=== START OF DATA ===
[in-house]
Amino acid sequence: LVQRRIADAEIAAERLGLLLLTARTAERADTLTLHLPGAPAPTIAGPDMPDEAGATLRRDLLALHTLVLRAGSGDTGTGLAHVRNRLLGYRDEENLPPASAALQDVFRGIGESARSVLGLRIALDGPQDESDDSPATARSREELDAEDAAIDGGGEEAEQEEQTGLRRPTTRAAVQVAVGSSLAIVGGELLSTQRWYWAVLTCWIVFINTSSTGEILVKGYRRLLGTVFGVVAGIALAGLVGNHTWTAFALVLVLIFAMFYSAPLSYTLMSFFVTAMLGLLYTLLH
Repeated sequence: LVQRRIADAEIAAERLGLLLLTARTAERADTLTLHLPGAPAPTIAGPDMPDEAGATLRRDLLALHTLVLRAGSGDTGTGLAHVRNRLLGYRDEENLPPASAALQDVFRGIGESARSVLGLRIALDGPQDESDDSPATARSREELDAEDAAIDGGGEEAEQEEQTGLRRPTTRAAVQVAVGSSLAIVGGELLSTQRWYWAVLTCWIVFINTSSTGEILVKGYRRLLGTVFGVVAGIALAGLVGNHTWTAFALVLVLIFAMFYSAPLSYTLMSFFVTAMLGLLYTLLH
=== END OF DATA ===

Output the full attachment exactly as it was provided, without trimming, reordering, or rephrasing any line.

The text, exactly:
[in-house]
Amino acid sequence: LVQRRIADAEIAAERLGLLLLTARTAERADTLTLHLPGAPAPTIAGPDMPDEAGATLRRDLLALHTLVLRAGSGDTGTGLAHVRNRLLGYRDEENLPPASAALQDVFRGIGESARSVLGLRIALDGPQDESDDSPATARSREELDAEDAAIDGGGEEAEQEEQTGLRRPTTRAAVQVAVGSSLAIVGGELLSTQRWYWAVLTCWIVFINTSSTGEILVKGYRRLLGTVFGVVAGIALAGLVGNHTWTAFALVLVLIFAMFYSAPLSYTLMSFFVTAMLGLLYTLLH
Repeated sequence: LVQRRIADAEIAAERLGLLLLTARTAERADTLTLHLPGAPAPTIAGPDMPDEAGATLRRDLLALHTLVLRAGSGDTGTGLAHVRNRLLGYRDEENLPPASAALQDVFRGIGESARSVLGLRIALDGPQDESDDSPATARSREELDAEDAAIDGGGEEAEQEEQTGLRRPTTRAAVQVAVGSSLAIVGGELLSTQRWYWAVLTCWIVFINTSSTGEILVKGYRRLLGTVFGVVAGIALAGLVGNHTWTAFALVLVLIFAMFYSAPLSYTLMSFFVTAMLGLLYTLLH